How to Escape From the Prison of Negative Thinking
If you want to change your circumstances, you need to change the way you think. You have to stop believing that you are stuck in your situation and passively accepting that you’re incapable of doing anything about it.
Many people allow themselves to be caged by their fear and anxiety. For these people, an inner critic always seems to be whispering in their ears, keeping them from succeeding. The truth is, negative thinking will shackle you to a life that’s both mediocre and unfulfilling. If you want to stretch yourself to your fullest potential, you need to escape your self-imposed prison of negative thinking.
All it takes is consistent practice and the will to overcome. Use these nine effective tools to begin creating a healthier, happier, more positive you today.
1. Set your new “norm.”
Negativity is so pervasive in today’s world that we can get mired in it without even realizing it. This can happen in subtle ways. Our friends might tease us for our dreams, casually diminishing our goals. Or family members might urge us to seek out a dependable, reliable job and stay the course. We are surrounded by the constant drumbeat of “you can’t make it, so don’t even try.”
Negativity is so pervasive because our brains are wired that way as part of our self-defense mechanism. Therefore, we also accept it as normal. But negative thinking isn’t healthy. It can trap us in a prison of fear, anxiety, anger and despair. In order to break free, you need to start setting new norms.
2. Tame your mental monsters.
The more we let negative thoughts take hold, the more we let negativity seep into our psyche and allow pessimistic thinking to become a part of us. Negative thoughts are like mental monsters: They will eat you (and your dreams) from the inside out.
Psychiatrist Daniel Amen has a name for these infuriating monsters we harbor in our minds: Automatic Negative Thoughts (ANT), which he describes as “the little voices that pop into your head and tell you you’re not good enough, not thin enough, a rubbish daughter, mother, worker.” The best way to handle an ANT is to develop an ANT-eater. Write your negative thoughts down, and then write down what your ANT-eater would say to squelch them.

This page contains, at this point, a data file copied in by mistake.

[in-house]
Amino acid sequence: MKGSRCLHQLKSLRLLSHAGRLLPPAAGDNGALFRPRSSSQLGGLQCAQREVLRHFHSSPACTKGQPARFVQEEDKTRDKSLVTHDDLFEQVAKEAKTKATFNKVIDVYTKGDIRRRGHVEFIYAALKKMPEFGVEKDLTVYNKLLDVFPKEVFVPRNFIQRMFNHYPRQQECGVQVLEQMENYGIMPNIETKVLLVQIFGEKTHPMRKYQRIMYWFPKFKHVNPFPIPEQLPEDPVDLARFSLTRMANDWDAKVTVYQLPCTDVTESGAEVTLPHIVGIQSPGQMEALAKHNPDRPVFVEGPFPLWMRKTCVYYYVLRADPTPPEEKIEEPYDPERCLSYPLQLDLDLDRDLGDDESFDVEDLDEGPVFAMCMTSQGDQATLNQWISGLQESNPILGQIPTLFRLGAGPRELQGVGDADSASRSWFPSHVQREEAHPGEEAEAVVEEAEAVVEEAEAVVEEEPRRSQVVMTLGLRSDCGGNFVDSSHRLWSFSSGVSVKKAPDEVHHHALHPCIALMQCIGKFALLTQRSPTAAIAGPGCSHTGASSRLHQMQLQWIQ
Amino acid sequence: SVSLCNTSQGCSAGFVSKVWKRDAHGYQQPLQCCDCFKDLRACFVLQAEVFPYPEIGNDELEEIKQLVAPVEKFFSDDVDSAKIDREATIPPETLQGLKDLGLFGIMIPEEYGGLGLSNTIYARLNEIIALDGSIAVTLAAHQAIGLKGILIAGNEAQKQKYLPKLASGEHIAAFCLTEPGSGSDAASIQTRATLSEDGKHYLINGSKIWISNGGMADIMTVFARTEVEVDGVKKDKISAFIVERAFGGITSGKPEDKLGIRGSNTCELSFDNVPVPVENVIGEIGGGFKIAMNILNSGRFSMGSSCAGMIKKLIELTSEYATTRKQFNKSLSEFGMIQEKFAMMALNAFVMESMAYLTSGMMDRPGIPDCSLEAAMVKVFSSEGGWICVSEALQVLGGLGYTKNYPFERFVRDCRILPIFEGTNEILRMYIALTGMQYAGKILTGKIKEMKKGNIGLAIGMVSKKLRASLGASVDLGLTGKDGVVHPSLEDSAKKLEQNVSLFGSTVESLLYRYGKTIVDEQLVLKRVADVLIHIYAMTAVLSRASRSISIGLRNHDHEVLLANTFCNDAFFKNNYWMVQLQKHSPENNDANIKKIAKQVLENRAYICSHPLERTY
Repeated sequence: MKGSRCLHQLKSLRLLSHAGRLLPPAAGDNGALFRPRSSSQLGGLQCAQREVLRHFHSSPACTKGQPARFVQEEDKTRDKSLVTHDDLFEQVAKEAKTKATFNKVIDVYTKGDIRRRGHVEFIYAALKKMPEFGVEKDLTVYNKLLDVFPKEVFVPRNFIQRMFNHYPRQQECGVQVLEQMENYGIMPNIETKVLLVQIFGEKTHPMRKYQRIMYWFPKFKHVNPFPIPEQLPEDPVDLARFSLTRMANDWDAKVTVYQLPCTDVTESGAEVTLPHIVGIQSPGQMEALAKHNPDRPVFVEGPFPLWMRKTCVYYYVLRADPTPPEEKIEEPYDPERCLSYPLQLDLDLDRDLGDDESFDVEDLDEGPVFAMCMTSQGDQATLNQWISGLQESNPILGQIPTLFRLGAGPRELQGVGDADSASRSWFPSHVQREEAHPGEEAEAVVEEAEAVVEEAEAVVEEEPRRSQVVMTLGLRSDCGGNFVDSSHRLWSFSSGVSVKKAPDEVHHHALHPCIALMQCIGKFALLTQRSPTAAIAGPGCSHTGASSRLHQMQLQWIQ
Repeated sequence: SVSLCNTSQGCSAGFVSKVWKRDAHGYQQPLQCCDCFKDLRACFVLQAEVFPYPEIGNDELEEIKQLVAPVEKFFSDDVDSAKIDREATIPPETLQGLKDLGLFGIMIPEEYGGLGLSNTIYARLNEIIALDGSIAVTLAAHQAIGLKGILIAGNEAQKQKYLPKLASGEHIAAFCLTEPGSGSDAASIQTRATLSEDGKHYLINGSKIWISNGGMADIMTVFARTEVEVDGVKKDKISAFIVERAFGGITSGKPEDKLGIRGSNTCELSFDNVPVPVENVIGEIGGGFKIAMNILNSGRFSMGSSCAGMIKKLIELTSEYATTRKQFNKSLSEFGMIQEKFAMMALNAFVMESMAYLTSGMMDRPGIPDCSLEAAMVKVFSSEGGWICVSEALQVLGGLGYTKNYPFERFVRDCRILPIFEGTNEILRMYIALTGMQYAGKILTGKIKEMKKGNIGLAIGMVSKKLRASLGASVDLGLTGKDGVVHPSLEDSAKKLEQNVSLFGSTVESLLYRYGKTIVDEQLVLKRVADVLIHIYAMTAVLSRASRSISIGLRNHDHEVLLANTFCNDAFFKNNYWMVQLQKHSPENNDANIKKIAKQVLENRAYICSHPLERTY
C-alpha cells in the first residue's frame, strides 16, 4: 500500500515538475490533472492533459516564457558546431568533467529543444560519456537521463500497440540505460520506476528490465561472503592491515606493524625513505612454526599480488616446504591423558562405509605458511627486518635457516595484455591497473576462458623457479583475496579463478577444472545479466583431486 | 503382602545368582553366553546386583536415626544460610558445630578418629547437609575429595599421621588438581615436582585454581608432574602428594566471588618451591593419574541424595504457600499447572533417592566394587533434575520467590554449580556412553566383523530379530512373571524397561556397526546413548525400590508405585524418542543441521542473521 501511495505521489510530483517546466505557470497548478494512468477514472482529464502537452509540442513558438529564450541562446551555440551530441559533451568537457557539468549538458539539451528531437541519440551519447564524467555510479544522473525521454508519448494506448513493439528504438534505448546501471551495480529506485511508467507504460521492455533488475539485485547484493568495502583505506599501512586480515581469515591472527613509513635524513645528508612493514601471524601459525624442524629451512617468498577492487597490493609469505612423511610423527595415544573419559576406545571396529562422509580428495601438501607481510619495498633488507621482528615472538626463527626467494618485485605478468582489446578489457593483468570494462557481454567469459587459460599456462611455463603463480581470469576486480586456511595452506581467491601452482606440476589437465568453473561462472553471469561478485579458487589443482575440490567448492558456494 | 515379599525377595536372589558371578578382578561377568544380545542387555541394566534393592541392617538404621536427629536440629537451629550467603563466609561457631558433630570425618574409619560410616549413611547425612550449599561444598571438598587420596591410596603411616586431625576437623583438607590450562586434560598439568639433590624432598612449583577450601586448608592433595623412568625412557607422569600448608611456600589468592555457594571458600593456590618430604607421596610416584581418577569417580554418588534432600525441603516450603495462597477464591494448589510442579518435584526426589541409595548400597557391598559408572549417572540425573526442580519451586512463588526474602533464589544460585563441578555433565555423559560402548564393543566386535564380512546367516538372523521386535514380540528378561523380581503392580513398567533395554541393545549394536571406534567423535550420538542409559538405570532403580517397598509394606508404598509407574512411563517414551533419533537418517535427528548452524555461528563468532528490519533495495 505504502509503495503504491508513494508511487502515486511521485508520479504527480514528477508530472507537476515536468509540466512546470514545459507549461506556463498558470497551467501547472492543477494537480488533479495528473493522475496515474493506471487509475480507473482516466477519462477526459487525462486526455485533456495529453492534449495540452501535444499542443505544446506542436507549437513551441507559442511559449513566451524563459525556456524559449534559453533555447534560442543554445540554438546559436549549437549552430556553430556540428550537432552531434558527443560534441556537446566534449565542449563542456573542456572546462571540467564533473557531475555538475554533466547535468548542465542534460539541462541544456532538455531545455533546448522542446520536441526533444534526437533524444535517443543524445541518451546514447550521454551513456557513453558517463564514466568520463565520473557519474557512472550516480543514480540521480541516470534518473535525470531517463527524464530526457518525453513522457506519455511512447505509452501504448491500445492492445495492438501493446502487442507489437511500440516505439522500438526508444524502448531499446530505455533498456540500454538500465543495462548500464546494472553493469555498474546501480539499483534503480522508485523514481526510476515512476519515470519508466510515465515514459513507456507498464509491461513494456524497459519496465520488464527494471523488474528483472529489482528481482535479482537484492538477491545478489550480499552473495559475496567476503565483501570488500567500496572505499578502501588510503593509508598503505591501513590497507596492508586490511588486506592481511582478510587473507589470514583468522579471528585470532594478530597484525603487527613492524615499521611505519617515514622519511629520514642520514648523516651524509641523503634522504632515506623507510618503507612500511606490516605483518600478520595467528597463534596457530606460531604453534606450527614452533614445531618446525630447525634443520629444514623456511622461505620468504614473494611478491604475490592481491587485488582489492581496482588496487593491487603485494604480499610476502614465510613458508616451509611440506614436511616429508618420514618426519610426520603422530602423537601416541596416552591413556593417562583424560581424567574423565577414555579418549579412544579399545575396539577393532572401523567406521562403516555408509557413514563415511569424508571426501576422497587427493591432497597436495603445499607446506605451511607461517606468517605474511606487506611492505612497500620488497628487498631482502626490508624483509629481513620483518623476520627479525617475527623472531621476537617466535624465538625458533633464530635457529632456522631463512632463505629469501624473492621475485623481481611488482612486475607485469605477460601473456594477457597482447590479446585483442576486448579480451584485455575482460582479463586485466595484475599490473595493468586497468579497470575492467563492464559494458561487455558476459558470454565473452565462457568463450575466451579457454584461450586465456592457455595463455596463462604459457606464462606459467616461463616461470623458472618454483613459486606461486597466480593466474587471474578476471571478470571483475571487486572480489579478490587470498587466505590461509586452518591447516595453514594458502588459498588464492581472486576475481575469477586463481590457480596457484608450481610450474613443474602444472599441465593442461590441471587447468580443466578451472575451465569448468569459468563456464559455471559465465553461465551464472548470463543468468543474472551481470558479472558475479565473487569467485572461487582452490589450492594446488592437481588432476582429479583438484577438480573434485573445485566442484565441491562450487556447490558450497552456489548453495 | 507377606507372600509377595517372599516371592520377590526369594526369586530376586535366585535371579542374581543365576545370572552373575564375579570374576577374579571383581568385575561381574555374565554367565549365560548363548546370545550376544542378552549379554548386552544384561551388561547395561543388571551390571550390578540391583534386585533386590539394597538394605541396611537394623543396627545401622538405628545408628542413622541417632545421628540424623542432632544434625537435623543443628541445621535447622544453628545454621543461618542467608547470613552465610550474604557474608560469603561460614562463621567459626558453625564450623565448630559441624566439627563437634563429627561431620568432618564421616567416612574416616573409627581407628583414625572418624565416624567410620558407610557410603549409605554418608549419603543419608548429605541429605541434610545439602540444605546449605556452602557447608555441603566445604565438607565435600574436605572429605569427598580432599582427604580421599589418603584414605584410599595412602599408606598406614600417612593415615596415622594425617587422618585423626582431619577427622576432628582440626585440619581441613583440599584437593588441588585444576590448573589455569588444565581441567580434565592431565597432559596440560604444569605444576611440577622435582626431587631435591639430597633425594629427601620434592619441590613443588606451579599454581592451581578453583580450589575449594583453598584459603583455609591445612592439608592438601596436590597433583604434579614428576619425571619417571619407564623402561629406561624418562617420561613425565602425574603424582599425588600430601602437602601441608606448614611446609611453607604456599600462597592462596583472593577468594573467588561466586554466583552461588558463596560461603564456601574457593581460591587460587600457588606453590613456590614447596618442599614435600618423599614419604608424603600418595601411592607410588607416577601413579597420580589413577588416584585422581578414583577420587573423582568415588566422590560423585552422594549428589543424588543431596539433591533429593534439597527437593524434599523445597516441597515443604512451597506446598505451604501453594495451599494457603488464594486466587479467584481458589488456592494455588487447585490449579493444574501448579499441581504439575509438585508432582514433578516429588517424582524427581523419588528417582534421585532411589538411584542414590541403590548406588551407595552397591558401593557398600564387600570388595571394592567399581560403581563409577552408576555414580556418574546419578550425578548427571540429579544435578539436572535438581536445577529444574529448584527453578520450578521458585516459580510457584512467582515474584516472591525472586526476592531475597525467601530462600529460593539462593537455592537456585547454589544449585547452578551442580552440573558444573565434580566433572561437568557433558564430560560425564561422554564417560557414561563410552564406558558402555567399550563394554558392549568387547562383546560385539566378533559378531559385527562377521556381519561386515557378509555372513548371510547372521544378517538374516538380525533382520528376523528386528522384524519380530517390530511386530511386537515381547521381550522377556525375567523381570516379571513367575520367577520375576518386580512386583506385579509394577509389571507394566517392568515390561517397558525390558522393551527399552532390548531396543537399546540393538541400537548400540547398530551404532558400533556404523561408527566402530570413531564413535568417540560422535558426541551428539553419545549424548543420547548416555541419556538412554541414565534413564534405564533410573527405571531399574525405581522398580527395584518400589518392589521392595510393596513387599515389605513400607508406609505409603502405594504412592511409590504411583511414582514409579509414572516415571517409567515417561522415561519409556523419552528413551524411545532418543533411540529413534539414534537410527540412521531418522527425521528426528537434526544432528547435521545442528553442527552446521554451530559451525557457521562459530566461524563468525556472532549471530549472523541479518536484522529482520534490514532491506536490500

3. Give yourself a pep talk.
To truly break out of the prison of negative thinking, you must begin acting positively every day. This will help you eradicate negativity by not giving it space to fester in your mind. One way to do this is to write yourself a pep talk that reads like an advertisement -- like you’re selling yourself by promoting your best qualities. What would you say to market yourself?
Think of this like an in-house advertising campaign that only you will see. This is an internal commercial that you can play on repeat in your mind -- it’s a constant pep talk to yourself. Say this pep talk to yourself out loud at least once a day (preferably in the morning), and read it to yourself several times throughout your day.
4. Get back to reality.
Negative thinking is often centered around thoughts about the past that are upsetting, hurtful or disappointing, or around anxiety or apprehension about something that we believe will happen in the future. These painful or fearful thoughts prevent us from focusing on the present and accepting where we are at this moment in time.
Negative thinking creates angst and mental pain because we are focused on these ruminations instead of living in the reality of the moment. By bringing your attention back to the present, you’ll see that your negative thoughts are just that -- thoughts. They aren’t reality. By living in the moment, you can begin to shape your reality the way you want.
5. Become a comfortable person.
If you want to break free of negativity, you’re going to need to start attracting the positive. That means exuding the kind of positive energy that makes people want to gravitate toward you. You can do this by learning to be honest, outgoing and likable. Do you make people feel comfortable around you? Do you show interest in them and ask them about themselves (and then really listen to their answers)?